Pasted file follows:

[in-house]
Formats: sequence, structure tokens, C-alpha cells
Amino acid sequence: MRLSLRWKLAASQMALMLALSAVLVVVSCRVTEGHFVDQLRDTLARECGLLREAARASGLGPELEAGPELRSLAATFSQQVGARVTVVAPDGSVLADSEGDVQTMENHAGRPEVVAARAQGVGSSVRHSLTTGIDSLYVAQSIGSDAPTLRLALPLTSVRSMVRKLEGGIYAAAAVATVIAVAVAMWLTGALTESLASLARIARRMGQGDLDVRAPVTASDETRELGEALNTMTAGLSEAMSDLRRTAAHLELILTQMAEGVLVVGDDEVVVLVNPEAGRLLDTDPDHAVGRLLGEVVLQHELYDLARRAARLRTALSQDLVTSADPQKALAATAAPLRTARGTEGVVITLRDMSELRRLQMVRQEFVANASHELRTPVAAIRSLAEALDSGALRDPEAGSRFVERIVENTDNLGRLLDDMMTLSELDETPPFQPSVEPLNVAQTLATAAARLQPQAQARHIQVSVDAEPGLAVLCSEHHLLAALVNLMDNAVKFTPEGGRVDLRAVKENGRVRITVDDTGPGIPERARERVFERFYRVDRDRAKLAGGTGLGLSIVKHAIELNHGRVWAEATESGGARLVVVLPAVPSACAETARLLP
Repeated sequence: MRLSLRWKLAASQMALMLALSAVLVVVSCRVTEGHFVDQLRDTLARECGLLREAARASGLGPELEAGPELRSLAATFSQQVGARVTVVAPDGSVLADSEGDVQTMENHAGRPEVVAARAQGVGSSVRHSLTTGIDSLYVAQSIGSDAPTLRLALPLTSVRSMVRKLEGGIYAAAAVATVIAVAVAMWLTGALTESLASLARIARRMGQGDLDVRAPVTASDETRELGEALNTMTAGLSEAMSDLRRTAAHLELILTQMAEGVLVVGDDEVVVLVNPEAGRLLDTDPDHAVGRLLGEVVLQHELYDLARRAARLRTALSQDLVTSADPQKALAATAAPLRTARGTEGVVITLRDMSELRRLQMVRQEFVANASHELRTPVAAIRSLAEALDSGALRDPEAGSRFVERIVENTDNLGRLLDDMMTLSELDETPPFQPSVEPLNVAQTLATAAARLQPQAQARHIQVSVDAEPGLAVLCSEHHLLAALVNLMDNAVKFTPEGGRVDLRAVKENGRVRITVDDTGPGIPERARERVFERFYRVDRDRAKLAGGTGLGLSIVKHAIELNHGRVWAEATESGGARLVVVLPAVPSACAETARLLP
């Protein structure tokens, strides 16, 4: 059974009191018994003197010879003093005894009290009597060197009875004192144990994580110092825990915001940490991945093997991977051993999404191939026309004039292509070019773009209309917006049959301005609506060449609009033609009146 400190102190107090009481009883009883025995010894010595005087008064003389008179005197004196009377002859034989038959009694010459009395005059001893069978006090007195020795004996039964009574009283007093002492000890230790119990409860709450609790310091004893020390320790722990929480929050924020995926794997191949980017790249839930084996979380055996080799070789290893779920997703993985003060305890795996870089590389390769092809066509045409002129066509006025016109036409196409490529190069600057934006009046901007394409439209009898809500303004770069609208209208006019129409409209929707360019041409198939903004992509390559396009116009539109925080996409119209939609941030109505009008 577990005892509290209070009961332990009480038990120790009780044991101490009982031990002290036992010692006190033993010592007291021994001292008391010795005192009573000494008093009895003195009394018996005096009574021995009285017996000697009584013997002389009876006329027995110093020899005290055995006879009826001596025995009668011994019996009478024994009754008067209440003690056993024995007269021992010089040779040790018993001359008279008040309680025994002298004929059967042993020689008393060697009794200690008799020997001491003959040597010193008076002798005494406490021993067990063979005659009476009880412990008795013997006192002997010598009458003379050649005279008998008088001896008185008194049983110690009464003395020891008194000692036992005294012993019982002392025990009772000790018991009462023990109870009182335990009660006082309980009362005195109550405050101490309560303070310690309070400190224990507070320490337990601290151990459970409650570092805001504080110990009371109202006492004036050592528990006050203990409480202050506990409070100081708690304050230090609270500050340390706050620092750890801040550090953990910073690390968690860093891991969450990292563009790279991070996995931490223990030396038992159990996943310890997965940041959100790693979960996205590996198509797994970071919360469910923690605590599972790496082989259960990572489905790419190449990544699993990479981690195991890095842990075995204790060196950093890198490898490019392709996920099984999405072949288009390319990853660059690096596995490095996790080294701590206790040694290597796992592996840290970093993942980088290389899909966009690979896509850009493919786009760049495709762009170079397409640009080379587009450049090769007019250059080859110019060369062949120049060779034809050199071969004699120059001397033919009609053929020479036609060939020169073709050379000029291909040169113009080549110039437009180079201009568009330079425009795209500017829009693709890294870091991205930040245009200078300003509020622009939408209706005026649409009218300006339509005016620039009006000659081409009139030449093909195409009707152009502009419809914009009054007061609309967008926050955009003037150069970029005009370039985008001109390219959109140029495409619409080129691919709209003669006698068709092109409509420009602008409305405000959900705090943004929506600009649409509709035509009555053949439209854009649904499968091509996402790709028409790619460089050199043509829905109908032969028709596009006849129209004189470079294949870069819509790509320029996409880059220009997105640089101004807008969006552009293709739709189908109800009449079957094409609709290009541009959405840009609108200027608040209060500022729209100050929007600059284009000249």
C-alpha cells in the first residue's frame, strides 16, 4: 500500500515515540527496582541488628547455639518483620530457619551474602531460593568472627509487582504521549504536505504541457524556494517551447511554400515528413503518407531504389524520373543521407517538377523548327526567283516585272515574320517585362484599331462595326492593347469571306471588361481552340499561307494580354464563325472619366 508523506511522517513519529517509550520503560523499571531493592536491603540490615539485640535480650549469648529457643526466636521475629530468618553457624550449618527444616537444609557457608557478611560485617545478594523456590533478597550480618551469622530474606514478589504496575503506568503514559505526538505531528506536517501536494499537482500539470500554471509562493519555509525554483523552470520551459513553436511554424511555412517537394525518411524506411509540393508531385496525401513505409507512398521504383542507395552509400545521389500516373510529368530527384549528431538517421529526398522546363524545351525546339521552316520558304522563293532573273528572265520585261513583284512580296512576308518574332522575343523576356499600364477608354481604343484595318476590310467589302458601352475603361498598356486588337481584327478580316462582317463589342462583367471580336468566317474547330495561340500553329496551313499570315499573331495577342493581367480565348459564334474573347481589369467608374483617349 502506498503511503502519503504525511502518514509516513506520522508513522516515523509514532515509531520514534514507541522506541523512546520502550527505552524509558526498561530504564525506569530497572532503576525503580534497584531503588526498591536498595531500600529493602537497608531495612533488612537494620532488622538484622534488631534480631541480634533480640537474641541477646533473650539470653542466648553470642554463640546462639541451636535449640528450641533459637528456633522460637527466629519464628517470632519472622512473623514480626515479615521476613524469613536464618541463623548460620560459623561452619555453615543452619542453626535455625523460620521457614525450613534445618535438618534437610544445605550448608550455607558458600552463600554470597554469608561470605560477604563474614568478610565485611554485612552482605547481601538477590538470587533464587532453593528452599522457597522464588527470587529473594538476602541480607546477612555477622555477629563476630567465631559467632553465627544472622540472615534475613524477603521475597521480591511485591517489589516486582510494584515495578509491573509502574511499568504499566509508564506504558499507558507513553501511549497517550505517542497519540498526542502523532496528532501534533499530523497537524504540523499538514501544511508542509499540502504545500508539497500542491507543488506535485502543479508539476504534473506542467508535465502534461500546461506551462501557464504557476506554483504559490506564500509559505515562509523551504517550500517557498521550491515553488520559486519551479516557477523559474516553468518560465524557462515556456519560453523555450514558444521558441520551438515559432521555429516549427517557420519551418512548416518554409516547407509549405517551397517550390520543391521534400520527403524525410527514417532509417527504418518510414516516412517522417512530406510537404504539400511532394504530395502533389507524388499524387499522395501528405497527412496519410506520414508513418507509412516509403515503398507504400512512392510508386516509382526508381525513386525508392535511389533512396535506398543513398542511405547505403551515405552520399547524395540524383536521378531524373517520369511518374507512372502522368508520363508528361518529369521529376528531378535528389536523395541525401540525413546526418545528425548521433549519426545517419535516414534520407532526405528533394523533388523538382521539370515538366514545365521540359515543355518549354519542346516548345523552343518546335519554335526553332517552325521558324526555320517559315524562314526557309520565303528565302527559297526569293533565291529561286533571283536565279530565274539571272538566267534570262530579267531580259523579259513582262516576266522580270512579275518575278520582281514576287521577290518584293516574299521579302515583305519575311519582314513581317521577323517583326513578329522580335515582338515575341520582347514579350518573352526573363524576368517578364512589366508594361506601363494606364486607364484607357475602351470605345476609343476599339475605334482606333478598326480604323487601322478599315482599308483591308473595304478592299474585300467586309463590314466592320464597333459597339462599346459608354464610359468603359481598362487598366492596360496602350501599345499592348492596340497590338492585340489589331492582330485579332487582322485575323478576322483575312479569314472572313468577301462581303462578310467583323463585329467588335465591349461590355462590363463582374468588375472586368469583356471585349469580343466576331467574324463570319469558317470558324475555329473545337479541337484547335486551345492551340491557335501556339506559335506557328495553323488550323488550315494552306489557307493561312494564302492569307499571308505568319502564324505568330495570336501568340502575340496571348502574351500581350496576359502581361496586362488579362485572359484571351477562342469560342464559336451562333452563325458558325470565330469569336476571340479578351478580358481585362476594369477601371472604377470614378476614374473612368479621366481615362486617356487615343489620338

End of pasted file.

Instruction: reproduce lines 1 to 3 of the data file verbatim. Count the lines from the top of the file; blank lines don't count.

[in-house]
Formats: sequence, structure tokens, C-alpha cells
Amino acid sequence: MRLSLRWKLAASQMALMLALSAVLVVVSCRVTEGHFVDQLRDTLARECGLLREAARASGLGPELEAGPELRSLAATFSQQVGARVTVVAPDGSVLADSEGDVQTMENHAGRPEVVAARAQGVGSSVRHSLTTGIDSLYVAQSIGSDAPTLRLALPLTSVRSMVRKLEGGIYAAAAVATVIAVAVAMWLTGALTESLASLARIARRMGQGDLDVRAPVTASDETRELGEALNTMTAGLSEAMSDLRRTAAHLELILTQMAEGVLVVGDDEVVVLVNPEAGRLLDTDPDHAVGRLLGEVVLQHELYDLARRAARLRTALSQDLVTSADPQKALAATAAPLRTARGTEGVVITLRDMSELRRLQMVRQEFVANASHELRTPVAAIRSLAEALDSGALRDPEAGSRFVERIVENTDNLGRLLDDMMTLSELDETPPFQPSVEPLNVAQTLATAAARLQPQAQARHIQVSVDAEPGLAVLCSEHHLLAALVNLMDNAVKFTPEGGRVDLRAVKENGRVRITVDDTGPGIPERARERVFERFYRVDRDRAKLAGGTGLGLSIVKHAIELNHGRVWAEATESGGARLVVVLPAVPSACAETARLLP